While it may be crude and childlike, I begin all projects with a map. I suppose I work backward. I draw the coastline, make the mountains follow the coast, the water (rivers) fall from mountain to ocean, occasionally pooling in lakes and land-bound seas. Trees follow the water. People build along bodies of water.
National boundaries follow natural features. All together you have a picture of distinct realms, with distinct geographical features.
Human society and culture is an adaptive trait formed to help us deal with environment and social pressures. So once you have a map of where people live and what resources each of your realms have, you can start to figure out who gets along and who doesn't.
The creation of who "we" are and who "they" are is intrinsic to humans. We derive some of our identity (for better or worse) from establishing what we are not. "We are capitalistic," you may've heard in the 50's, or last week-- "and thus not communist."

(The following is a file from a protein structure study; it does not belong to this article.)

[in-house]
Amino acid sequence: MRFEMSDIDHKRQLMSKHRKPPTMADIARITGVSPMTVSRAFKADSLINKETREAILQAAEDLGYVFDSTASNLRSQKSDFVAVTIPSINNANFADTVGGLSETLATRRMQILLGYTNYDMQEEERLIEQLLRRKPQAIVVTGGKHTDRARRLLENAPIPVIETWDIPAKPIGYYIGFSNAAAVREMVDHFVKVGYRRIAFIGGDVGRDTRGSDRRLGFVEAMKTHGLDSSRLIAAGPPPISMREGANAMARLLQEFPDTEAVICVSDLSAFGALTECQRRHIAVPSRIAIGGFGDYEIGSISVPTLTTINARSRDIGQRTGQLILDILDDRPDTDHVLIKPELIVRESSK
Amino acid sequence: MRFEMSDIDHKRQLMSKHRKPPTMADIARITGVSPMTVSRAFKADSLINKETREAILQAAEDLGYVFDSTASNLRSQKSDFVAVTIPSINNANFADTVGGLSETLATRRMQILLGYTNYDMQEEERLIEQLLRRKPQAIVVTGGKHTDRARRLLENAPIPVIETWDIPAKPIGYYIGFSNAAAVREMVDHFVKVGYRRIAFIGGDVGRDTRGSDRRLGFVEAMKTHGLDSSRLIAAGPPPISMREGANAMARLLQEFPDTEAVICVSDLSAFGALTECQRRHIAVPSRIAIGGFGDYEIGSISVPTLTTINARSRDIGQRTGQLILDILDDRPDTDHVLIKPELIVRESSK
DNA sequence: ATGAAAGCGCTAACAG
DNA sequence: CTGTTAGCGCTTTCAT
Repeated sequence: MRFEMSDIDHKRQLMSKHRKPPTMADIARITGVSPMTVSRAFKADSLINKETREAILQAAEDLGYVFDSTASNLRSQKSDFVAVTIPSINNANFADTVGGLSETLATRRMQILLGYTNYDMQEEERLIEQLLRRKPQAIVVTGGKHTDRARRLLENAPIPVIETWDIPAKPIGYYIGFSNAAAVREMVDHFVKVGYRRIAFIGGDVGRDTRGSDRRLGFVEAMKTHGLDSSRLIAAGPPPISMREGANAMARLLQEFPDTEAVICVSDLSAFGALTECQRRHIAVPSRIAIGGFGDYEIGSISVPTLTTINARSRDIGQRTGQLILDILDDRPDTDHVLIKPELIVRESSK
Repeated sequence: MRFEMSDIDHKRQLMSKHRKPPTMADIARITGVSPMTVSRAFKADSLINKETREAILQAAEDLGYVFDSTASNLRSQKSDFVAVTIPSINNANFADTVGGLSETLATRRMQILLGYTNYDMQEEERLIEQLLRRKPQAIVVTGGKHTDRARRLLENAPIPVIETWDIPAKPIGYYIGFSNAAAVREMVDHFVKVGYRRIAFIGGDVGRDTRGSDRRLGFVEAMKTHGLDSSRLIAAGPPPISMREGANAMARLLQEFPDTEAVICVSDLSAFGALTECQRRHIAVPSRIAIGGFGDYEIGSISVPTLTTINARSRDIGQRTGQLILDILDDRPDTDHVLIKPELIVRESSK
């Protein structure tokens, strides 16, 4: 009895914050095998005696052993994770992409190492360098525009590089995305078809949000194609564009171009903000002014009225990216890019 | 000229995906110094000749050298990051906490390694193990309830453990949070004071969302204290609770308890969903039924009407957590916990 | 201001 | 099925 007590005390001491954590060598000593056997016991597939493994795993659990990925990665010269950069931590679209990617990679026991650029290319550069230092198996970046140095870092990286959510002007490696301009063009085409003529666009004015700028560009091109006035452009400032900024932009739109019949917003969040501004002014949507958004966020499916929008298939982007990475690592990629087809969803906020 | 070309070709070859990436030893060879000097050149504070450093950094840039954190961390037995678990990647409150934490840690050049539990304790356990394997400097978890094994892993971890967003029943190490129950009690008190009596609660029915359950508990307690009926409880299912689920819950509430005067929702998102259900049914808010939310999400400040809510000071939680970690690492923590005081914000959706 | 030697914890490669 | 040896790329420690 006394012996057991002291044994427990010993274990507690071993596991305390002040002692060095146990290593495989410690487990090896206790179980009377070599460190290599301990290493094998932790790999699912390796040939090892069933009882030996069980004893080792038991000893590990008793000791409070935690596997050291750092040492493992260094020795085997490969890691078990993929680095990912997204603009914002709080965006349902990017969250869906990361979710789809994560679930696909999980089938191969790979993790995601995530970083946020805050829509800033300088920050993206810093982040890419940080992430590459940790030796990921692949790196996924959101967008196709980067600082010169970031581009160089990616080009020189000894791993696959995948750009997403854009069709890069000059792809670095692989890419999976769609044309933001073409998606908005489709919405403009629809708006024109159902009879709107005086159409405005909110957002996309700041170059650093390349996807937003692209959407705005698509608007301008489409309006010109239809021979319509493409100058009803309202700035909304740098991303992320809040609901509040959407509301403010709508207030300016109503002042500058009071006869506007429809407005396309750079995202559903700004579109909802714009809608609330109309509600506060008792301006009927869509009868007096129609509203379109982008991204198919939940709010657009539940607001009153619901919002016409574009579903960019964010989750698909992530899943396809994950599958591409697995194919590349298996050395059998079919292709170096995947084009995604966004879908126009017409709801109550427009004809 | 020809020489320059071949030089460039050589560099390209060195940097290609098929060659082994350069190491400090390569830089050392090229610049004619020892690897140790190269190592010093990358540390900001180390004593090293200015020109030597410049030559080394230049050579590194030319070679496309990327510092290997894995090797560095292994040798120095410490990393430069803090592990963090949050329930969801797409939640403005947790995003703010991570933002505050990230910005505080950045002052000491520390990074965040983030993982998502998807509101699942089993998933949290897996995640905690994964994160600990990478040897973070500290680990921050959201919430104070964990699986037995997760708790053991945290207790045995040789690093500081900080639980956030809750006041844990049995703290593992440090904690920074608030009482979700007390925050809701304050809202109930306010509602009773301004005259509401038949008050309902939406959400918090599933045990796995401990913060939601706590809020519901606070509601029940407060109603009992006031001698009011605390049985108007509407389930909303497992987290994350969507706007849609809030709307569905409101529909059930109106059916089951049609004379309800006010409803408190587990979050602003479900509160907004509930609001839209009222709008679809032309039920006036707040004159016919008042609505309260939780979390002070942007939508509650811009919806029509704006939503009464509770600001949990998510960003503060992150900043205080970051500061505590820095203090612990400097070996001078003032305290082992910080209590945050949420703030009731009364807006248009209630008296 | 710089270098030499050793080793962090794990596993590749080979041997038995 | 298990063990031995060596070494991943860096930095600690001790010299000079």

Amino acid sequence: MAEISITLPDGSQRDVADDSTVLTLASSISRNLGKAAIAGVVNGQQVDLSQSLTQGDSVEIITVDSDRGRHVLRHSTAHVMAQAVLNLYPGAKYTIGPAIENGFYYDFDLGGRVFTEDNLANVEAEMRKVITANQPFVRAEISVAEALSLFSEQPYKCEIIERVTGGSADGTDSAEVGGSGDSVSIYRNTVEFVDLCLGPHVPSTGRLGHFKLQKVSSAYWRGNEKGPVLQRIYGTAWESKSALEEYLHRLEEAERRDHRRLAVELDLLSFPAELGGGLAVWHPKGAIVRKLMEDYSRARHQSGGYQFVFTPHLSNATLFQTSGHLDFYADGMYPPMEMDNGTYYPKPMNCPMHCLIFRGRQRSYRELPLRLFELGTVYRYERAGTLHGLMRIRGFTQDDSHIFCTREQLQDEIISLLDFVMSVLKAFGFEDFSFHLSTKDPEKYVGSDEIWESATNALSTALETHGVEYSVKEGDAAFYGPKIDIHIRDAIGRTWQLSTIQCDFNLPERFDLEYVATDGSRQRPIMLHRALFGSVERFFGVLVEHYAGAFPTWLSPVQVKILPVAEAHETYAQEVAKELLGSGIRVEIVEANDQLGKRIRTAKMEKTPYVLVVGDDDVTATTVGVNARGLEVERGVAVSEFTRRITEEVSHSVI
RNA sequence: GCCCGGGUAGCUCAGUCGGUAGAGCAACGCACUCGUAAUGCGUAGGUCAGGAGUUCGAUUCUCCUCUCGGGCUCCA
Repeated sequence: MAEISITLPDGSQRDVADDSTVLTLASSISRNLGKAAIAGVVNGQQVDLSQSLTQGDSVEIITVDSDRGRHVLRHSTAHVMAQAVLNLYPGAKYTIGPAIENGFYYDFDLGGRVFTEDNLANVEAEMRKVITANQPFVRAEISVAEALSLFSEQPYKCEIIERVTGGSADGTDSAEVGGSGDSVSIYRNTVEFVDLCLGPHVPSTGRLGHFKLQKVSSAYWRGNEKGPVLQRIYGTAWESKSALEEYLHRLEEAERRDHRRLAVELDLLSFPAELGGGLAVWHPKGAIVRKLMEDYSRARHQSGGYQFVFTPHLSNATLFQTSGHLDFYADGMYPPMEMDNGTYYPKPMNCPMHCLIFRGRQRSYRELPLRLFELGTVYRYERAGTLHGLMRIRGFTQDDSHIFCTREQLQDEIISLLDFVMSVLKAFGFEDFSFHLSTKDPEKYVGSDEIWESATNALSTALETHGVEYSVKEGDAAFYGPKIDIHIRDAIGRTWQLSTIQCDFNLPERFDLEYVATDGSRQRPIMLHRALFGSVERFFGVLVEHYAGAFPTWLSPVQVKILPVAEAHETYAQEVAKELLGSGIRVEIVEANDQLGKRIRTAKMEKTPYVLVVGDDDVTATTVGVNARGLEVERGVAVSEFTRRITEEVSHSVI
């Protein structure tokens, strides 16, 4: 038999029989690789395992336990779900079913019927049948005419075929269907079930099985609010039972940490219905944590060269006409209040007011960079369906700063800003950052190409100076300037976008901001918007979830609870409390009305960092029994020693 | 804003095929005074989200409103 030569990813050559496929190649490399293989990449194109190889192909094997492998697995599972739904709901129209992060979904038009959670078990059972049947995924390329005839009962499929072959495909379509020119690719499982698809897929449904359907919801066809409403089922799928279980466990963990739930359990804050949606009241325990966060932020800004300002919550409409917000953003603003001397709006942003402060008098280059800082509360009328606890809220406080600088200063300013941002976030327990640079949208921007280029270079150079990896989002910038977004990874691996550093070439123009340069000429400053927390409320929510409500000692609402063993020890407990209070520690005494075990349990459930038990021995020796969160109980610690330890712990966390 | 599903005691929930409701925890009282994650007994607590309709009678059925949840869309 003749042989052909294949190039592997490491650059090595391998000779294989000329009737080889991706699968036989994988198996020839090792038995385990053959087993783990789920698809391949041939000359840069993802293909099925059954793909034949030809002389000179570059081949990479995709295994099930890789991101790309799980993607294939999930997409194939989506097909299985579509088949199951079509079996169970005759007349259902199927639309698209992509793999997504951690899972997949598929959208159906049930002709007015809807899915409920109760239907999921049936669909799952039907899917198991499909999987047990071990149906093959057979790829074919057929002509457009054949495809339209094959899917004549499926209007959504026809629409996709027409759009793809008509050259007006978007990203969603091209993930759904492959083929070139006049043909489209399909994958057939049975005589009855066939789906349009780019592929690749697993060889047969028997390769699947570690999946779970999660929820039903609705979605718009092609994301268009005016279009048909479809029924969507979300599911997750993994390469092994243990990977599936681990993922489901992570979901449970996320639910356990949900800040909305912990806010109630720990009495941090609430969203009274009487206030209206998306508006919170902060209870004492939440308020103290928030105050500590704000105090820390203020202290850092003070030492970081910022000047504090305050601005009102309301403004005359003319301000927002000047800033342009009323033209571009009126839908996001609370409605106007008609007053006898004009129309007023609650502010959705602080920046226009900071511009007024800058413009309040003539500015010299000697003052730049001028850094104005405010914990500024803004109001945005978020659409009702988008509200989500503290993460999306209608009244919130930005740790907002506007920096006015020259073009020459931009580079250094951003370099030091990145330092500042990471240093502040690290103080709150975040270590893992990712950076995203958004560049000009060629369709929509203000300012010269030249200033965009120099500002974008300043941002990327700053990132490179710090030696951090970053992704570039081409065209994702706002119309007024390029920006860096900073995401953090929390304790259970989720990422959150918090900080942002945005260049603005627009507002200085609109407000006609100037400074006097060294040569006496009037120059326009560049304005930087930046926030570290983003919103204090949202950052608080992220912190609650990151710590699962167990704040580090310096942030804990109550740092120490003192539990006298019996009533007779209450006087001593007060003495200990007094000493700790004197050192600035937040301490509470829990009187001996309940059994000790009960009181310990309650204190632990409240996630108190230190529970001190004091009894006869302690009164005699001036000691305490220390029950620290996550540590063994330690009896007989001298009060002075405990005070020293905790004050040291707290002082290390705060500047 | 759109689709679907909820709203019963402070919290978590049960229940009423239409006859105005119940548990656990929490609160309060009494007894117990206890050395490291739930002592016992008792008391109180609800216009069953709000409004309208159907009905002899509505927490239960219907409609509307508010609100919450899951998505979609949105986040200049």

Same premise goes for fictional communities. The wealthy countries and those hurting for resources will be the most likely to head to war. However, the circumstances are completely different.
Then, of course, there is magic that will be tossed into the mix. I like to attach magic to a main character or strong supporting character and treat magic like a resource: it makes the magic-user political, lands them in a leadership role because they have a control of a commodity that others don't.
Of course, how important magic is in a world (how much prestige and thus authority your magical character commands) is determined by its frequency in the population, how critical it is to the commercial, governing, and political realities of the world.
You could also chose a magic that cannot cause harm. Those ones are interesting because the magical person is thrown into a whole bunch of conflicts you can't touch with more weaponized magics. So the moral, social, and psychological issues that you can explore in the character and plot development explode with potential ;-)
Tomorrow's post will be about resources and how they set up politics, culture, and such. Then on Thursday I'll take it back to the individual. after the whole world is built up, how can I reduce it to what-is-seen by my character?